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Owning a Bichon Frise : Breeder Recommendations

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A Bichon Frise is a wonderful little dog, perfect for families with or without children and pets. Looking more like a round, white cotton ball than a dog, the Bichon is friendly, loving, devoted, intelligent, energetic, and very affectionate.

For this reason, we see a growing number of people brining this particular breed into the home, being delighted with the purchase. With the Bichon Frise, you typically see two specific types of buyers – people who want a family pet and people who want a show dog.

Owning an Bichon Frise

 

Owning an Bichon Frise : Breeder Recommendations

One question and an important one at that is are you ready for a lifetime commitment of owning a pet. Getting a dog means being responsible for anywhere from 10 to 20 years, caring for the animal day after day, feeding, watering, exercising, playing, walking, grooming, taking to the veterinarian, and so. Keep in mind that along with the vast responsibility, you get something back – the unconditional love of a pet, as well.

Now, if you have decided to purchase a new Bichon Frise puppy, then you need to work with a reputable breeder. One way to tell up front if the person is in fact responsible is by the questions he or she asks you. In addition to the list of questions you will have for the breeder, the breeder should have just as much interest in knowing where the puppies will go to live. Typically, the breeder would want to know about your household.

For instance, you would be asked about yard space, number of children, other pets, people home during the day, and so on. If you are not asked any questions or just basic questions, you should be alarmed.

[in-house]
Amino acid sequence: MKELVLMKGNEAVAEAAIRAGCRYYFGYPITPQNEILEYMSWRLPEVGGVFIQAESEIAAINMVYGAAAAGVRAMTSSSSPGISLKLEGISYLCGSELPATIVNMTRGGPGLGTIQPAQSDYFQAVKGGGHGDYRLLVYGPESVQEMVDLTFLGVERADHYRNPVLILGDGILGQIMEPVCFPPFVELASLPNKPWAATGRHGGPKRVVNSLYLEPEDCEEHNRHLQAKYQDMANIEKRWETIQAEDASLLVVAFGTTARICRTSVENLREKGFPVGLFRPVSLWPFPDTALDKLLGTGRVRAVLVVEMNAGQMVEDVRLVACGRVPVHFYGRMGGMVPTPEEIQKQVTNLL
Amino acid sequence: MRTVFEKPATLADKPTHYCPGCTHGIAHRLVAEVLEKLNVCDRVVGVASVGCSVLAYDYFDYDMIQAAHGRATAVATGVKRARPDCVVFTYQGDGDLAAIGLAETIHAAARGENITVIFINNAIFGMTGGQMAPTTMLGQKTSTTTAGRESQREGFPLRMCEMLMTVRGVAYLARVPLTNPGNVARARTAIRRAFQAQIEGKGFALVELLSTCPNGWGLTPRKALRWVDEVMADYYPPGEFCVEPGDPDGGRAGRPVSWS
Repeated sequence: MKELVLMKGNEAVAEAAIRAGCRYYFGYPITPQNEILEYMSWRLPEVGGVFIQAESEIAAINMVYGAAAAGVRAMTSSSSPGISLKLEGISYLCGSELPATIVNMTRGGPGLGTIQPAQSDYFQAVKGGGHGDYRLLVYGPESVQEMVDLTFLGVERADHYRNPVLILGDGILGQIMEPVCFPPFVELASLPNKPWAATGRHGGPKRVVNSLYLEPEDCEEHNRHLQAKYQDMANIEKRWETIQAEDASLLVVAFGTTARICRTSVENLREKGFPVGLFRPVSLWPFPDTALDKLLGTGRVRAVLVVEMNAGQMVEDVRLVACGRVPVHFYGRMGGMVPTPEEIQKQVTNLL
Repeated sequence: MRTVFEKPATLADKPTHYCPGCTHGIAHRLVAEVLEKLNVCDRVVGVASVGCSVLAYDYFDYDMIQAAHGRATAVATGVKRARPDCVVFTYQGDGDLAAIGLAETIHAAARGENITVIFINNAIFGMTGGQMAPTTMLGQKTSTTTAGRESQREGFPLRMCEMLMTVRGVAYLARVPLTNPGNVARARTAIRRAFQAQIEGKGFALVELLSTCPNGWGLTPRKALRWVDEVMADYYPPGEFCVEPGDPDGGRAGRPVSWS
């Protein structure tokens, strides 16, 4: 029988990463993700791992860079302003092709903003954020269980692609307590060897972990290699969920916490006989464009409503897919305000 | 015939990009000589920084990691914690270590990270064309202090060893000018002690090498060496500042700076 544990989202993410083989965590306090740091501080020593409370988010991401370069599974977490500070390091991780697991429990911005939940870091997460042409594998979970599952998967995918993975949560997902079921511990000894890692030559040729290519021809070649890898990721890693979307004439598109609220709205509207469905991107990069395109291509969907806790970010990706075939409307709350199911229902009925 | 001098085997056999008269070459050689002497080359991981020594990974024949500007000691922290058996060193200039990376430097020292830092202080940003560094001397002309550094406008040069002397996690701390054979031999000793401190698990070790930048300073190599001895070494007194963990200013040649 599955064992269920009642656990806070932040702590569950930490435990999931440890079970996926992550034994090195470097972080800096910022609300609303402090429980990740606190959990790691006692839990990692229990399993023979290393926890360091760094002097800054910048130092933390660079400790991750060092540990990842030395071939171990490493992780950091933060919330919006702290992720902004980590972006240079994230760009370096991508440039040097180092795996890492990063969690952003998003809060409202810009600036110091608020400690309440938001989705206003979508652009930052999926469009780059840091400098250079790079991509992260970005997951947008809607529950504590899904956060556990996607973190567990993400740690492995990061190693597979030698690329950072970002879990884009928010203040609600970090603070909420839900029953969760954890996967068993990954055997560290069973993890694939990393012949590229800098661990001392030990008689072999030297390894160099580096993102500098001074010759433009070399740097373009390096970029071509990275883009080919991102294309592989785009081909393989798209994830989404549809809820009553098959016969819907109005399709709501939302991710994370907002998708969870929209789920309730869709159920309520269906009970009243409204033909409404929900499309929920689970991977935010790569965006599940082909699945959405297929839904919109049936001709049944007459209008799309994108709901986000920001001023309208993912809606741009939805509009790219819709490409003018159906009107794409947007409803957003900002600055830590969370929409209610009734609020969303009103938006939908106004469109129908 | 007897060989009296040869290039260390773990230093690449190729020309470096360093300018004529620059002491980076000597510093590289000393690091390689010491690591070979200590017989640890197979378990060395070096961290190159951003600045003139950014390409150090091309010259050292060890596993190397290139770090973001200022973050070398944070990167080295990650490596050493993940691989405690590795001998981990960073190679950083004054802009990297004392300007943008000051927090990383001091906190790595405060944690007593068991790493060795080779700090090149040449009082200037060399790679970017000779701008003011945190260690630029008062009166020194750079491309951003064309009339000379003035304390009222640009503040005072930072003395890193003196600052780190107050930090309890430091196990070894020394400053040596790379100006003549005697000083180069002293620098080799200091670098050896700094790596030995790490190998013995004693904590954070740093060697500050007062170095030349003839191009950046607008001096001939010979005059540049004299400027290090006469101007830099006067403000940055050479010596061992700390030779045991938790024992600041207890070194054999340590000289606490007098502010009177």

You might also be asked why you want a Bichon Frise specifically over other breeds. If the breeder feels the breed is not right for your particular needs, he or she has the responsibility to tell you so, perhaps offering suggestions on more appropriate breeds. The breeder would also want to know about your past pet owning experience.

Then, be prepared to provide the breeder with the name and contact information for your veterinarian so research can be done to ensure you keep your pets current on vaccinations and healthy.

Now, just as you would be asked questions, you need to turn the table and ask questions as well. For instance, determine the age of the puppies. Even if the puppy is six weeks old and weaned, you should never buy a puppy younger than eight weeks, preferably one that is closer to 10. You want to see both male and female parent if possible.

While seeing the male parent is not always a possibility, you should ask. Then, talk about the puppy’s heritage, its bloodline, pedigree history, etc. Health would also be an important factor. In this case, you want to know the health of the puppy, as well as the lineage.

 

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